First we have the pro-O2 camp. Although "relying on bottled oxygen […] is a practice that's sparked acrimonious debate ever since […] 1921" (11.28), these folks will tell you (rightfully, we might add) that the first ascent of the mountain in 1953 would have been impossible if not for the help of good old O2. In this perspective, bottled oxygen is just another tool in a climber's repertoire; it's simply a means to an end.
Then we have the die-hard purists. This bunch looks to Reinhold Messner and Peter Habeler for inspiration: Messner and Habeler reached the top of Everest without bottled oxygen in 1978, which was "hailed by climbers in some circles as the first true ascent of Everest" (11.30). These purists argue that bottled oxygen only encourages lesser-skilled climbers to take a shot at Everest, which makes things more dangerous for everyone.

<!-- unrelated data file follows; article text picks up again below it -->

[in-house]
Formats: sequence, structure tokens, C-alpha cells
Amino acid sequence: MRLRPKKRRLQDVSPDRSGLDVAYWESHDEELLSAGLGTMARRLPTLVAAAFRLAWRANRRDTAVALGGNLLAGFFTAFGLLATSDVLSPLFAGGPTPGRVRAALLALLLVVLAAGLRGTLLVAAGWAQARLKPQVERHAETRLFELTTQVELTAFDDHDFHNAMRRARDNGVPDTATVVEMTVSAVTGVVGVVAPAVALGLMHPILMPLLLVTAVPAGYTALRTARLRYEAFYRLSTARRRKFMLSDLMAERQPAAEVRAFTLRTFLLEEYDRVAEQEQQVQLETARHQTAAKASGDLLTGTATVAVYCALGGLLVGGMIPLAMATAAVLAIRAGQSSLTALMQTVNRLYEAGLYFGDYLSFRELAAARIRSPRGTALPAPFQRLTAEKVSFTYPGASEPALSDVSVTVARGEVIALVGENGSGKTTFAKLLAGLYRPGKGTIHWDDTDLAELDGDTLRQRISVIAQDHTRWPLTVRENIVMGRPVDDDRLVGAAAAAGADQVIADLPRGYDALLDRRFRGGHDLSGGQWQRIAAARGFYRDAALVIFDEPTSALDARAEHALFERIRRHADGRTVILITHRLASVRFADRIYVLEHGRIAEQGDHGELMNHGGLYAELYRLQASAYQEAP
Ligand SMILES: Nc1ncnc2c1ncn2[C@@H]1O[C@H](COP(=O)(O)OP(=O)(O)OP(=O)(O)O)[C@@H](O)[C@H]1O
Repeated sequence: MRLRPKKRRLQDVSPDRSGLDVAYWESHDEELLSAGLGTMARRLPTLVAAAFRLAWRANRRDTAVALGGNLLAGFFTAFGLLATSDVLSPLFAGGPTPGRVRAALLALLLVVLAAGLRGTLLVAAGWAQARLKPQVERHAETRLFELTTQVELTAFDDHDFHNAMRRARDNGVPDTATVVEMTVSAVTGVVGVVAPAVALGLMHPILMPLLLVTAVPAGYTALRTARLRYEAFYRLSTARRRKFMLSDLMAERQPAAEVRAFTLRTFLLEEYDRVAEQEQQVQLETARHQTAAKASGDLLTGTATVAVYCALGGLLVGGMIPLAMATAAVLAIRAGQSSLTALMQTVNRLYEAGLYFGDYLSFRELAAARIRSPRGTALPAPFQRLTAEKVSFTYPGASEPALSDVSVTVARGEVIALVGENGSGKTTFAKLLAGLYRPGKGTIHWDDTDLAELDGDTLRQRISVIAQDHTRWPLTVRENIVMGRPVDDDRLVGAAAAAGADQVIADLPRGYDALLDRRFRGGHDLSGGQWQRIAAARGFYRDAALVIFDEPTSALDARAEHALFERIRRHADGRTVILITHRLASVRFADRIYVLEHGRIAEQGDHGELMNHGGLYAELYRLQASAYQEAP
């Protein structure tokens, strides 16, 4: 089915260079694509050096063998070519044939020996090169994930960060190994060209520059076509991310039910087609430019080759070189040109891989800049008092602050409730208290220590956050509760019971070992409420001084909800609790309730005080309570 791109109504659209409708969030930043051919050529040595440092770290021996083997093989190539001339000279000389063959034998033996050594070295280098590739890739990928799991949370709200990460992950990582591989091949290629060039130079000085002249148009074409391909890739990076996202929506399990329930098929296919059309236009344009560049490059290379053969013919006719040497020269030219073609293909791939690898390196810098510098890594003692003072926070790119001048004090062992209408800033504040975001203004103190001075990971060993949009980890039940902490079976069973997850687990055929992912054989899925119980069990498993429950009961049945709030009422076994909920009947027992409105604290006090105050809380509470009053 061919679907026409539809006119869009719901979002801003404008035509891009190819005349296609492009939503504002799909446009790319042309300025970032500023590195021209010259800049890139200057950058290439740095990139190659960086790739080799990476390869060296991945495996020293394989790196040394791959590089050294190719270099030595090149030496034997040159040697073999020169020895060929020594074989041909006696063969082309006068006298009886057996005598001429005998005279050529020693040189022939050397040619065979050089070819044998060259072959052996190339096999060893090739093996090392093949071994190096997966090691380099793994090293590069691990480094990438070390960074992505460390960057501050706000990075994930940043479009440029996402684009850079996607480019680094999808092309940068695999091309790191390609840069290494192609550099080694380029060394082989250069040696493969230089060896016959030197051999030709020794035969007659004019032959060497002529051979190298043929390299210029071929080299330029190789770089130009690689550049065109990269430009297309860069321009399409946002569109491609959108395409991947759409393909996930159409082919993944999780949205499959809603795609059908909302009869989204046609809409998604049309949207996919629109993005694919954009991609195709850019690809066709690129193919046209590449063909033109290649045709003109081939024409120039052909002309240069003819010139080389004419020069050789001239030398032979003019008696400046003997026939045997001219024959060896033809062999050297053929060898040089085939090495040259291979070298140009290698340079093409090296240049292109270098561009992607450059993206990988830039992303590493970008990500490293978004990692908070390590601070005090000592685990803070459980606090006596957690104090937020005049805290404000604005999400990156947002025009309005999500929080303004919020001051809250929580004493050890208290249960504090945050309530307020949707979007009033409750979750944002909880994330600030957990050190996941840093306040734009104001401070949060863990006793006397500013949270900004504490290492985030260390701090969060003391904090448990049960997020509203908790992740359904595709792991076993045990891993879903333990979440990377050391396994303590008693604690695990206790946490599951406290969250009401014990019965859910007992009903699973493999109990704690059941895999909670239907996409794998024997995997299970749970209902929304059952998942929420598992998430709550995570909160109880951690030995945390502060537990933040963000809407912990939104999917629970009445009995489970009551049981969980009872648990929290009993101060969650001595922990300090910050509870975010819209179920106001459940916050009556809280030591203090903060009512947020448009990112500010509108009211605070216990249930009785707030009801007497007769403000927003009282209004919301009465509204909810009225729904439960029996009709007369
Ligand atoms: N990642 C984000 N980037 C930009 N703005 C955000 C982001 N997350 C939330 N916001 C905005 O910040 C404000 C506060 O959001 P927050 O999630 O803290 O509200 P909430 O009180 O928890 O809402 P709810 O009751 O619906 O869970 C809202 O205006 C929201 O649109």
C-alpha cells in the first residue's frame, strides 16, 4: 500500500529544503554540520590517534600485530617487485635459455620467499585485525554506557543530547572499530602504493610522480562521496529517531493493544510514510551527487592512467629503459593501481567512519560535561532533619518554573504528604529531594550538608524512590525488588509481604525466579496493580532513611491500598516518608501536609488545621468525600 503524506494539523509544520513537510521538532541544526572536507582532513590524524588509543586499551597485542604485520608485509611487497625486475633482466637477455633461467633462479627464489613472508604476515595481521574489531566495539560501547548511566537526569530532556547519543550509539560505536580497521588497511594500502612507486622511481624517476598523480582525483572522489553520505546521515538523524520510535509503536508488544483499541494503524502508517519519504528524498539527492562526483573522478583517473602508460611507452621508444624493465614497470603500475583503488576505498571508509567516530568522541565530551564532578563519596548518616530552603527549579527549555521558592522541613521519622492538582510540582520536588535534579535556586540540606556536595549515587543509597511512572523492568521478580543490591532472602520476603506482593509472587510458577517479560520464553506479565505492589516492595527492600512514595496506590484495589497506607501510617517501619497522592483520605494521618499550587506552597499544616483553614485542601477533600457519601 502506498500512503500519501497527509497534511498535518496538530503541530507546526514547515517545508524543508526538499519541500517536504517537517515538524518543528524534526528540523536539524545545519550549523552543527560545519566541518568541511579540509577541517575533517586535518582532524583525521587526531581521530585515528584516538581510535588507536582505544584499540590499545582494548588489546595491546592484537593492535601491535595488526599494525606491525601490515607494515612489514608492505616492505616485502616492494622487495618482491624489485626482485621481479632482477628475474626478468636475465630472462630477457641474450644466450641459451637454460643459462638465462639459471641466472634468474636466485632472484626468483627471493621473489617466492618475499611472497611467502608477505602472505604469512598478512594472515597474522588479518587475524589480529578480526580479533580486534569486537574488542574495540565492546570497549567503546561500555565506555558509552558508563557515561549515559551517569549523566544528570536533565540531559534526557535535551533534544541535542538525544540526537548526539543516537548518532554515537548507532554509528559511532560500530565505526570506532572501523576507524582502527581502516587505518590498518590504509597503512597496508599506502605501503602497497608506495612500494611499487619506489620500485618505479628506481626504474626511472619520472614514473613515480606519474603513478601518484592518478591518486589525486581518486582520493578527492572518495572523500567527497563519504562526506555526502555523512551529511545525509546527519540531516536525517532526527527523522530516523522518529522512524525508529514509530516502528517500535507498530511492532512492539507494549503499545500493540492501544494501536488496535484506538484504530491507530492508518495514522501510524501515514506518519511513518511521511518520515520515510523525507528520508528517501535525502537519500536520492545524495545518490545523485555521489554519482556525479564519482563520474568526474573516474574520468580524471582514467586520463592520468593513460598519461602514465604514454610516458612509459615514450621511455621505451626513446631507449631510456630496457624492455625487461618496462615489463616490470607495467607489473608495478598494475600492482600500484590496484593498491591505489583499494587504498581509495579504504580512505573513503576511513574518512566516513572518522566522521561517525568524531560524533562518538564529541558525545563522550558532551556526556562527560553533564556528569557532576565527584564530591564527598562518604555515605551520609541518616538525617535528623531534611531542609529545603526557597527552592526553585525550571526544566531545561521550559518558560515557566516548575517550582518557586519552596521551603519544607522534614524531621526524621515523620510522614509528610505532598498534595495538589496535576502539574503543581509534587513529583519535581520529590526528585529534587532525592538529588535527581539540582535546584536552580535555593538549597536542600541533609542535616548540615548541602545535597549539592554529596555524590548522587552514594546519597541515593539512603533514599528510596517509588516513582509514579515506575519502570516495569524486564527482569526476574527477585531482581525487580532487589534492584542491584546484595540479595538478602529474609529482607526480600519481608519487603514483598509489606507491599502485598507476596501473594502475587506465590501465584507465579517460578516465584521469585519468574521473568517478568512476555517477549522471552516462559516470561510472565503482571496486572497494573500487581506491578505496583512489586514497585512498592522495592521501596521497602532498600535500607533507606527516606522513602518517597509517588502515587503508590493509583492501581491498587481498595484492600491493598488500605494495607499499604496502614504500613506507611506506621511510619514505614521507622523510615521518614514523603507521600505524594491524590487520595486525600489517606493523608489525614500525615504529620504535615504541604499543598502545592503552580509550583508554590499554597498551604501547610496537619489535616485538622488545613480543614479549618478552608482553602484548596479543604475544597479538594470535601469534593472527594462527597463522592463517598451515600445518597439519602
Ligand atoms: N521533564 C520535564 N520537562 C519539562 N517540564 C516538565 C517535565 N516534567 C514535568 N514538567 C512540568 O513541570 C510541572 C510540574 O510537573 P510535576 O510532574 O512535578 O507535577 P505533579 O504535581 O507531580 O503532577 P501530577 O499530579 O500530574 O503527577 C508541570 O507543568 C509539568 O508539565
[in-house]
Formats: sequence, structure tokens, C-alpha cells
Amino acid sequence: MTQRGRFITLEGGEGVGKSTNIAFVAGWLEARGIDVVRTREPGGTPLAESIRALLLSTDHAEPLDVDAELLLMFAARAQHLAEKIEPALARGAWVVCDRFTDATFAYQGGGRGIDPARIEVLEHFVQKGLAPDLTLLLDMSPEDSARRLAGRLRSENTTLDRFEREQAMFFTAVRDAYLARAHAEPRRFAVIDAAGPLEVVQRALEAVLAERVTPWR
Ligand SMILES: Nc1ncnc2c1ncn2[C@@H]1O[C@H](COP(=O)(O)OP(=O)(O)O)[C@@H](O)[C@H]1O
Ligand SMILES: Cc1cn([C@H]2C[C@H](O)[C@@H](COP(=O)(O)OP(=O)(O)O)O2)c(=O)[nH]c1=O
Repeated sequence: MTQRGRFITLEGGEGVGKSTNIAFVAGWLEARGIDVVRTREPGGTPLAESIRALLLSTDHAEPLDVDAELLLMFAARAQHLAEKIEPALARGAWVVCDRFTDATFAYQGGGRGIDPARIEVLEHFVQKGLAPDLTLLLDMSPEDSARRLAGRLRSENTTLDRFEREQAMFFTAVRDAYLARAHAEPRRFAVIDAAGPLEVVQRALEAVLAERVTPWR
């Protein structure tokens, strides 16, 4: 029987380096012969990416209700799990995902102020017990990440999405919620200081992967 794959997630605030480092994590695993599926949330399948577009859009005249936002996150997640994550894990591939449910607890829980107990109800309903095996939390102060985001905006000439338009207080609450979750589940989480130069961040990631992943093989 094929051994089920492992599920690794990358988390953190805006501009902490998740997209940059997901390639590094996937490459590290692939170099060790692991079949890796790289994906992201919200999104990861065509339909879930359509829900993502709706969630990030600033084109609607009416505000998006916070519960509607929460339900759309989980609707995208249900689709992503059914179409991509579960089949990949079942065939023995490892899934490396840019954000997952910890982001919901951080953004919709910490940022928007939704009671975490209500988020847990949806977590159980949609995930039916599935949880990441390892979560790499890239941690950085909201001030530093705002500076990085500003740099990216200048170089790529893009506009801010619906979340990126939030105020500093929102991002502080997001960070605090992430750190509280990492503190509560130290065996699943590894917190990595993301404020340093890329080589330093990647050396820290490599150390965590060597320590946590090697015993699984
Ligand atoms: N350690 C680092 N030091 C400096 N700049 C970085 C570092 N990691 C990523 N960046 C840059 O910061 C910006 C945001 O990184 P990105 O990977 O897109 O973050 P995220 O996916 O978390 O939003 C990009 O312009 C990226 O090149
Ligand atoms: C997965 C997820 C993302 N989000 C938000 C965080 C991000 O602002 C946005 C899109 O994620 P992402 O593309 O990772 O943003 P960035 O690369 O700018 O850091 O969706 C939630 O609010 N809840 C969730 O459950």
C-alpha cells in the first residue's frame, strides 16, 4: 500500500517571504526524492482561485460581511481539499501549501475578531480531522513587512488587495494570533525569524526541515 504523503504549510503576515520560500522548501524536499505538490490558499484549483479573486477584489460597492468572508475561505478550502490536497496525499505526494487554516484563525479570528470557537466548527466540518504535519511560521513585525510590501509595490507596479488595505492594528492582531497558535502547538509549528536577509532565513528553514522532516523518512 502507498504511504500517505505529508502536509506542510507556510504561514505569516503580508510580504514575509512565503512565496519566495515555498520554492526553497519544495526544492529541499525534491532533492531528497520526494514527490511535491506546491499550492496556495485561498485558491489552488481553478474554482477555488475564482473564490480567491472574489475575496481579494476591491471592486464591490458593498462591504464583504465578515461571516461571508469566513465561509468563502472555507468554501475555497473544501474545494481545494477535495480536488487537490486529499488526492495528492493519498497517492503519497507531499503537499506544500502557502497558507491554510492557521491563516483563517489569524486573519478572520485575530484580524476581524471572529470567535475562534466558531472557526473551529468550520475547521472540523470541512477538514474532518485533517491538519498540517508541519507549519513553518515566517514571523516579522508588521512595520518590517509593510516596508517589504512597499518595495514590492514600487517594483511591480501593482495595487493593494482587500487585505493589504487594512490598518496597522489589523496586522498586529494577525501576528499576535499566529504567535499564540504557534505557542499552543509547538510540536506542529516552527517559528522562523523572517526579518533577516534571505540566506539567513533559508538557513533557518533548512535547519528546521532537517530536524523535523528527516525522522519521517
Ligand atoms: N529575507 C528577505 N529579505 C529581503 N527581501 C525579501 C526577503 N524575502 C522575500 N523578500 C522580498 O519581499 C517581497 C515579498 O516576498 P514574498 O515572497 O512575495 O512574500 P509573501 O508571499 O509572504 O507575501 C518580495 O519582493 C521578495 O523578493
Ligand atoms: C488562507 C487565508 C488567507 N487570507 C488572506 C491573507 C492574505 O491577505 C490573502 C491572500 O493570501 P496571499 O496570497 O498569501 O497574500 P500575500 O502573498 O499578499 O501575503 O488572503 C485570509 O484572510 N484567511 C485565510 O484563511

It's kind of hard to argue with that perspective given the events of Into Thin Air. Even Krakauer lends credence to the idea, suggesting "the simplest way to reduce future carnage would be to ban bottled oxygen except for emergency medical use" (21.28). On the other hand, there are plenty of climbers in the book (Krakauer included) who climb both responsibly and skillfully, despite using bottled oxygen.
Which leaves us with one question: What do you think?
Mount Everest represents different things to different people. For some, it represents the greatest achievement that one can make. For others, like the Sherpa community who've lived in its shadow for countless generations, it represents something even bigger—a goddess.
In Sherpa culture, Mount Everest is also known as Sagarmāthā, the goddess of the sky. Pretty boss, right? To them, the mountain is sacred ground, and much debate rages over whether it was right to open up this holy land to outsiders in the first place—they even wonder if "the climbers […] had angered Everest" and "the deity had taken her revenge" (9.18) on them. Essentially, the Sherpas see Mount Everest as something to be treasured and protected.